At the same time, at Orientation Weeks around the country, a new cohort of students is embarking on what will be for most a life-changing experience.
On recent trends, only half of all those new students would have come to university through the ‘traditional’ pathway of an ATAR-based Year 12 completion via a tertiary admissions centre.
The rest of the students at O-Week have travelled many different roads.
Some would have been awarded bonus ATAR points because they live in rural or remote areas, they are Aboriginal or Torres Strait Islander, or they have a disadvantaged background that has masked their potential.
Some will have had prior university experience or a vocational qualification.
Older students may have left school years before, but have demonstrated through post-school employment that they are capable of successfully completing a degree.
Others will have been given special consideration because even the most capable school student can be rocked by unforeseen circumstance.
The shared common factor is that in all cases – ATAR based or not – their university made the calculation that they all have what it takes to complete their course and graduate.
Not all of them will do so – for a variety of reasons around 1 in 7 will not – but their university has reason to believe that, all things being equal, they have the aptitude and the potential to succeed.
Universities have decades of experience in selecting students based on potential, and have become quite proficient and sophisticated at it.
In most courses across the country, the ATAR – designed to be a rationing mechanism in an earlier time when enrolment numbers were rigidly controlled – is only one of many indicators that can be used to assess this potential.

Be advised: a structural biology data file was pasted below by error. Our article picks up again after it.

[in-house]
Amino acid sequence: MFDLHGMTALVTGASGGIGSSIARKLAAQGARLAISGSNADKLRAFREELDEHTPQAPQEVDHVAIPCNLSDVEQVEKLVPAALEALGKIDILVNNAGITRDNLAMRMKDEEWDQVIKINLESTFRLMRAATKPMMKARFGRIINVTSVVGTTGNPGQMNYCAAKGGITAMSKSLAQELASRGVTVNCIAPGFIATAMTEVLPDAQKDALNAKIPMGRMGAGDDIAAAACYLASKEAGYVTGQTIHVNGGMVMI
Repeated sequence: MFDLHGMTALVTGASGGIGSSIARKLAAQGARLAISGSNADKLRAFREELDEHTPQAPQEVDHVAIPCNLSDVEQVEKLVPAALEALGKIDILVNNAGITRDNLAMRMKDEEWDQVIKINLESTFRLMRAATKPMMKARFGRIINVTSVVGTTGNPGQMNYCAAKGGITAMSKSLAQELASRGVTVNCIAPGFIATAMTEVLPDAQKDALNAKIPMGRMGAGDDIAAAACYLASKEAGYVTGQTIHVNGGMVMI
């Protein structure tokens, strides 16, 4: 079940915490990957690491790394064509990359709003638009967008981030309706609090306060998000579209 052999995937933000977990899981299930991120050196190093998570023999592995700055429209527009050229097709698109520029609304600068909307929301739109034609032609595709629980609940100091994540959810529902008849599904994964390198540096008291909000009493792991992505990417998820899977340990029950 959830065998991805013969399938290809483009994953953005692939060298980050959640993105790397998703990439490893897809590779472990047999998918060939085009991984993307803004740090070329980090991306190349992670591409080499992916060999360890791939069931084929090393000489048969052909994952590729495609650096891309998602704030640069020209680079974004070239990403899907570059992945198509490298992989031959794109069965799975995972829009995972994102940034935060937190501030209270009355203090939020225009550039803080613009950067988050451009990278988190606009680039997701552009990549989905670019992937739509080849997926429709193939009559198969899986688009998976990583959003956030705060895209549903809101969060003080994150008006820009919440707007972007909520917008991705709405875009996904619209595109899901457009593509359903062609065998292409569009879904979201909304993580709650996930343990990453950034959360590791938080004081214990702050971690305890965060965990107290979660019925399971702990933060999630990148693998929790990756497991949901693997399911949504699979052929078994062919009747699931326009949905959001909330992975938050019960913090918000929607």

A diamond in the rough is still capable of sparkling. It’s in the crafting that its lustre is revealed.
Students who – on paper at least – look to have less academic achievement will have three or more years of polishing by the university before being placed in their settings. It is this, the quality of the final product, which should be central to the debate.
The fact that more students from more backgrounds are enrolling and graduating doesn’t mean that standards are falling or that quality is reduced, as some commentators have suggested.
It does mean that universities are responsible for making sure that the less well-prepared students are properly supported.
This is not cheap, and it is not easy in some cases, but the benefits to the individual and to Australia are great.
What the recent commentary and debate on ATARs has revealed, in stark black and white, is that there is a widespread lack of understanding and awareness of university admissions processes.
Universities are responsible for providing future students, and the community at large, with clear information about how the admissions process works, and guarantees that it is operating fairly and consistently.
A commitment to such a fair, consistent and transparent admissions process is the first item in the new Higher Education Standards to apply from January 1 next year.
Minister Birmingham last week instructed the Higher Education Standards Panel to investigate ways to enhance the admissions process.
Universities Australia welcomes the Minister’s direction, and offers our assistance to the Panel towards the goal of increasing the transparency and efficiency of the admissions processes.
In the end, the students at the O-Week stalls need to know that, however they got into university, they deserve to be there.
Universities Australia wishes them every success.
Belinda Robinson is the Chief Executive of Universities Australia
Originally published in The Australian on 17 February 2016